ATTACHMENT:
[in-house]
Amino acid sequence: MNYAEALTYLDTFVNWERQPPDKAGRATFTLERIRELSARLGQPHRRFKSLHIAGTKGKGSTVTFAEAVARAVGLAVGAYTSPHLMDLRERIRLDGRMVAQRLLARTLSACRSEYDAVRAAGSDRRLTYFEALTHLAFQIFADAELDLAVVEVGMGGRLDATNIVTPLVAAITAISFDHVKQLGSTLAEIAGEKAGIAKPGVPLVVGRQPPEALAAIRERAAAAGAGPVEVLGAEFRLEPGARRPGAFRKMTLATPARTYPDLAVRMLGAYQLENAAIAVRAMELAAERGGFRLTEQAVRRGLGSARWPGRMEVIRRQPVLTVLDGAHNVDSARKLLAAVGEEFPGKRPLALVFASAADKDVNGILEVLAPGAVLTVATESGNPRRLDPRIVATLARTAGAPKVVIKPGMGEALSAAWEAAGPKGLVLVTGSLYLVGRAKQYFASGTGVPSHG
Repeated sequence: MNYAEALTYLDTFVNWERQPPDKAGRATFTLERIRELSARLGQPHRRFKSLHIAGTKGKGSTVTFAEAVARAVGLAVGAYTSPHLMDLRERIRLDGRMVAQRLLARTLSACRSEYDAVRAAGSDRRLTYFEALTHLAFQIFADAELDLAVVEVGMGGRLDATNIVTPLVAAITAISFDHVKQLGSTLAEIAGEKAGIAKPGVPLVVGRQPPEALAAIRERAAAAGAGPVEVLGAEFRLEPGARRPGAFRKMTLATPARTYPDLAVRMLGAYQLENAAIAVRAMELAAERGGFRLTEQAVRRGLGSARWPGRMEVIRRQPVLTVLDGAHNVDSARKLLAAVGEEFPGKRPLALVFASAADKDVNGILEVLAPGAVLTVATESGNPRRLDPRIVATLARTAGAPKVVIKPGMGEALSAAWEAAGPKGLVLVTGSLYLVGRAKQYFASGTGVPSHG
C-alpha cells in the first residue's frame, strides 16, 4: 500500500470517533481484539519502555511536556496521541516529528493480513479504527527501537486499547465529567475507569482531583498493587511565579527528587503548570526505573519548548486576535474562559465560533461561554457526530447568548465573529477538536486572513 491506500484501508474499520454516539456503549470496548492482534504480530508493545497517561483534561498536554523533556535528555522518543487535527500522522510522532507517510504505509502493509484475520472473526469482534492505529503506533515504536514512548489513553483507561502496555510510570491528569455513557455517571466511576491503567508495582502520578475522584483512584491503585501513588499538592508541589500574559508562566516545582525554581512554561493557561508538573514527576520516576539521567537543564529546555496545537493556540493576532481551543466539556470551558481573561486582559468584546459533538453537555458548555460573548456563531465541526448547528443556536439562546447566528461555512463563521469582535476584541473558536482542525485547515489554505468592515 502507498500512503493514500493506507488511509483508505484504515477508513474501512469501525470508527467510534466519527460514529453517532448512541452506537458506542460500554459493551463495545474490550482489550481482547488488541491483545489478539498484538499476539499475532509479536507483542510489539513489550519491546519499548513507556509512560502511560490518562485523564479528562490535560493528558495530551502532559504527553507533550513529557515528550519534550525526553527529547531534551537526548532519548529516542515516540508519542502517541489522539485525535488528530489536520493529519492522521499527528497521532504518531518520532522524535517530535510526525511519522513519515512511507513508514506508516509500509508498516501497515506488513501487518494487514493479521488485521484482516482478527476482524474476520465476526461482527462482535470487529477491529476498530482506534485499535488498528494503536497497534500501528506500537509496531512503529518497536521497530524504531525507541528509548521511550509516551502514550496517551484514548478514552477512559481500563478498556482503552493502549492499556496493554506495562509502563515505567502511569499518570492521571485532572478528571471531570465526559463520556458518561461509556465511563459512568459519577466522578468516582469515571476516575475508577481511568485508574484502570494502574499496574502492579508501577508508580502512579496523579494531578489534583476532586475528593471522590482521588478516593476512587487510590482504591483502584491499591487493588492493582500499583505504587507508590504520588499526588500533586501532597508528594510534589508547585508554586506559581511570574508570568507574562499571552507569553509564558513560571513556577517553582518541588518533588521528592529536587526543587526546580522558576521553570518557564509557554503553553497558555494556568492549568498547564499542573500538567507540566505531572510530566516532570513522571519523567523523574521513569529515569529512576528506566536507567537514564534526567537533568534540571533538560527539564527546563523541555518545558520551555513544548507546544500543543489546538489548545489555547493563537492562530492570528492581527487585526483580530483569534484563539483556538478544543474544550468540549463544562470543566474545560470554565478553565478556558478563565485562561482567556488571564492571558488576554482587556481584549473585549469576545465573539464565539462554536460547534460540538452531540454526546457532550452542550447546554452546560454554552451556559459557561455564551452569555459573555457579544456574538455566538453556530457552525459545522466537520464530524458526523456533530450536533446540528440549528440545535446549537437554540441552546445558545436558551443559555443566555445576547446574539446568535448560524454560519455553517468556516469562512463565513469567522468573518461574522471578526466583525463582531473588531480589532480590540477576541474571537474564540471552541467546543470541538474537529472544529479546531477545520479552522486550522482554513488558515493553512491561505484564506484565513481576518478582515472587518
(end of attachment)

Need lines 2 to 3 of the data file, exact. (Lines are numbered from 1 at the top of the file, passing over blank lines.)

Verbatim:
Amino acid sequence: MNYAEALTYLDTFVNWERQPPDKAGRATFTLERIRELSARLGQPHRRFKSLHIAGTKGKGSTVTFAEAVARAVGLAVGAYTSPHLMDLRERIRLDGRMVAQRLLARTLSACRSEYDAVRAAGSDRRLTYFEALTHLAFQIFADAELDLAVVEVGMGGRLDATNIVTPLVAAITAISFDHVKQLGSTLAEIAGEKAGIAKPGVPLVVGRQPPEALAAIRERAAAAGAGPVEVLGAEFRLEPGARRPGAFRKMTLATPARTYPDLAVRMLGAYQLENAAIAVRAMELAAERGGFRLTEQAVRRGLGSARWPGRMEVIRRQPVLTVLDGAHNVDSARKLLAAVGEEFPGKRPLALVFASAADKDVNGILEVLAPGAVLTVATESGNPRRLDPRIVATLARTAGAPKVVIKPGMGEALSAAWEAAGPKGLVLVTGSLYLVGRAKQYFASGTGVPSHG
Repeated sequence: MNYAEALTYLDTFVNWERQPPDKAGRATFTLERIRELSARLGQPHRRFKSLHIAGTKGKGSTVTFAEAVARAVGLAVGAYTSPHLMDLRERIRLDGRMVAQRLLARTLSACRSEYDAVRAAGSDRRLTYFEALTHLAFQIFADAELDLAVVEVGMGGRLDATNIVTPLVAAITAISFDHVKQLGSTLAEIAGEKAGIAKPGVPLVVGRQPPEALAAIRERAAAAGAGPVEVLGAEFRLEPGARRPGAFRKMTLATPARTYPDLAVRMLGAYQLENAAIAVRAMELAAERGGFRLTEQAVRRGLGSARWPGRMEVIRRQPVLTVLDGAHNVDSARKLLAAVGEEFPGKRPLALVFASAADKDVNGILEVLAPGAVLTVATESGNPRRLDPRIVATLARTAGAPKVVIKPGMGEALSAAWEAAGPKGLVLVTGSLYLVGRAKQYFASGTGVPSHG